Departed Paris at noon Friday destined for home. 31 hours later I am currently begging spare change at gate C25 of Philadelphia airport, thanks to a stiff breeze in Chicago and the world-class competence of US Airways. I am led to believe I actually might make it home before 1 am Sunday.
Oh, well. At least Paris was a hoot. Thursday I met up with two Iowahawk readers for an evening of sophisticated imbibing in the neighborhood of Montparnasse. Our host and sherpa: Prof. Jonathan, an American ex-pat who has taught university English in Paris for 30 years. Joining us was Dr. Carlos, an Australian medico currently enjoying a half-year sabbatical in France.
What Montmartre was to the Bohemian age, Montparnasse was to the early 20th century: a cafe-saturated neighborhood of famous auteurs and artists like Jean Cocteau, Ernest Hemingway, Salvador Dali, Henry Miller, Joan Miro, Man Ray, et al.
Mmm, smell the tragic artistic brilliance...
We'll see if that reputation survives my visit there. First stop: La Select, a restaurant favored by manyof Parisian literary set in the 1920s. Bordeaux for Jonathan and Carlos, tequila for me, and we toast Hemingway.
From there, across the avenue to La Coupole, another Montparnasse Jazz Age institution with an amazing interior dominated by a large cupola (hence La Coupole) and pillars decorated by many of the 20th Century's most notable artists. Bordeaux all around.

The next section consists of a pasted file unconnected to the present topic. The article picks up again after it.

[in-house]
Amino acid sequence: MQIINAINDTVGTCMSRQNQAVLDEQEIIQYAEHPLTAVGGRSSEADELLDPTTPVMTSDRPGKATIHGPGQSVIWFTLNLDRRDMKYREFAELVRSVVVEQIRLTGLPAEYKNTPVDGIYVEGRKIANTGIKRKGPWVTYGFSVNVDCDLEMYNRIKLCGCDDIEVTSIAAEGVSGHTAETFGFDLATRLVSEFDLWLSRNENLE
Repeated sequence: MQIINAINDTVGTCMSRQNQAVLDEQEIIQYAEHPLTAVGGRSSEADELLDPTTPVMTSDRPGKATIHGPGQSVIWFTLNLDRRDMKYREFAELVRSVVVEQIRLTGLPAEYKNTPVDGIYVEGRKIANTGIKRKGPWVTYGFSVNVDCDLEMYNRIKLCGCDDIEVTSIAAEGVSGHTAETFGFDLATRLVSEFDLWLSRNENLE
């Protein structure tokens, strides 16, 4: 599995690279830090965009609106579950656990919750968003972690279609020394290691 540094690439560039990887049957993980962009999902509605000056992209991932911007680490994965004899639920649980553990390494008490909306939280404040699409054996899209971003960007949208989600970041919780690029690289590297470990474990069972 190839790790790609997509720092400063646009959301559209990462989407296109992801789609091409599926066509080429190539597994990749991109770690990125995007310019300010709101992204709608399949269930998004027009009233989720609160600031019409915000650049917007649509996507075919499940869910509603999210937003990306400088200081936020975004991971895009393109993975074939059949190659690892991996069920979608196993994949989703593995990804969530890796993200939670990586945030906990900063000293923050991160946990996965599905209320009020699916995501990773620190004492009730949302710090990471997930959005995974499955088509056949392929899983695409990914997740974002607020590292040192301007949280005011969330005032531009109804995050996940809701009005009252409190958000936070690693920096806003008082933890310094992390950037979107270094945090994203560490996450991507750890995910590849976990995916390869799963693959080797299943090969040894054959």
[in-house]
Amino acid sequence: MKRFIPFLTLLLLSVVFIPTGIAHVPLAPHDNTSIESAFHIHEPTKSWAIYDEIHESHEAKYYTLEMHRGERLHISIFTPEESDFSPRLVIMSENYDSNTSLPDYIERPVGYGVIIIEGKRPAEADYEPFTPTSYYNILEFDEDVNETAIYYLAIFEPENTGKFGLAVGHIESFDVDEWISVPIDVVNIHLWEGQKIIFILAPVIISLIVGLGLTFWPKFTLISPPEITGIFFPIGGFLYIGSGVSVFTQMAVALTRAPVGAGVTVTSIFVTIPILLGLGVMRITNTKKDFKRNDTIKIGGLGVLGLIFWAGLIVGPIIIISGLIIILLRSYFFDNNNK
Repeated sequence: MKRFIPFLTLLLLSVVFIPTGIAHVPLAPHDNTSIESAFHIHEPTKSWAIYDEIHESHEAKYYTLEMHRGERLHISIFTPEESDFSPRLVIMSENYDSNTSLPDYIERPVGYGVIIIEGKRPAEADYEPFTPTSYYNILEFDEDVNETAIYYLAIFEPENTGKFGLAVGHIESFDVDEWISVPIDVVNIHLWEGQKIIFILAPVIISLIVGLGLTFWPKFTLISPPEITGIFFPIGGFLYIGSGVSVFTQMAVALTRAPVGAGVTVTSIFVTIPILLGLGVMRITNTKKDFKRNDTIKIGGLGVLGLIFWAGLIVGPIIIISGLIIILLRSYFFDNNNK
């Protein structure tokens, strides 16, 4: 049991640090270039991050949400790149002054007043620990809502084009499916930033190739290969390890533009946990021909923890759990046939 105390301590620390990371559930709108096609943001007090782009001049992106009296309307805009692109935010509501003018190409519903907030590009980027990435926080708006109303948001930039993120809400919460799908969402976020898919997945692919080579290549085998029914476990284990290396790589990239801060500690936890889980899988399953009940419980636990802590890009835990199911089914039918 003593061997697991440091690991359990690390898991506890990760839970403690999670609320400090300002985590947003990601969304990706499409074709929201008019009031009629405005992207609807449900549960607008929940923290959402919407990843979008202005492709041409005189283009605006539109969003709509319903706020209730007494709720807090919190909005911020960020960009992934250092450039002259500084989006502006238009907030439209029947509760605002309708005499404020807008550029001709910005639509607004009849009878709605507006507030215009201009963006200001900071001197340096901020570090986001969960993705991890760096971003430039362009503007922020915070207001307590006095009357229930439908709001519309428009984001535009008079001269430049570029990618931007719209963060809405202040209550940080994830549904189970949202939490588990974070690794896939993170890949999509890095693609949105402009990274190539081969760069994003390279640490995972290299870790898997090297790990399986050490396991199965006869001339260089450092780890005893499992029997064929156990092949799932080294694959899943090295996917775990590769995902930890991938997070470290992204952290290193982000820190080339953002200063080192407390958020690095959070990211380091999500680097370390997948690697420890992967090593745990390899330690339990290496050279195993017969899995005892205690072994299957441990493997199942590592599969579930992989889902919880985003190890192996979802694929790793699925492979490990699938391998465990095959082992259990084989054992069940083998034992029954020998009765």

Last stop of the evening: La Something Something de Lilas (sorry, I had my swerve on by this point). Like the other stops Prof Jonathan is greeted with great deference by the wait-staff, who set us up at a heated outdoor table. Another round of drinks and Americanly-illegal Cuban cigars courtesy the fine Professor. Ha ha! Come and get me coppers! The joint is quite swank, and each table features a brass plate commemorating one of their famous regulars. Sorta like the Broadway Deli, for suicidal artistes.
You know what to do whenever somebody says the artist of the day, don't you? Scream real loud! Aaaaah!
In short order the heater at our table has attracted three comely jeune filles, with whom the resourceful Dr. Carlos strikes up a conversation en Francais. Fille un is a wisecracking Russian-French-Turkish Kung Fu expert / art gallery owner (I am not making this up); Fille deux is her accountant, an expatriate Welshwoman; Fille trois is a something or other. All seem quite infatuated with the good Doctor.
"So vhat are you doink here? Are you artist or writers or zomesink?" laughs Fille un.
The Doctor and the Professor point at me. "He's a writer."
"Really?" they ask, enthusiastically. "Novels? Screenplays? Have we heard of you?"
I'm still looking around trying to figure out who they were pointing at.
"He's a blogger," offers Professor Jonathan. "He's.. well, sort of known."
The three filles react to this as if they had learned I wrote school lunch menus or lawnmower warning stickers. Despite his revealed association with blogospheric scum, the filles continue their flirtation with Dr. Carlos, who deftly extracts a party invite for Saturday night. It's getting late, so I head for the Metro and bid my drinking companions a bien tot, and Carlos bon chance with scoring that rare & elusive menage a quatre.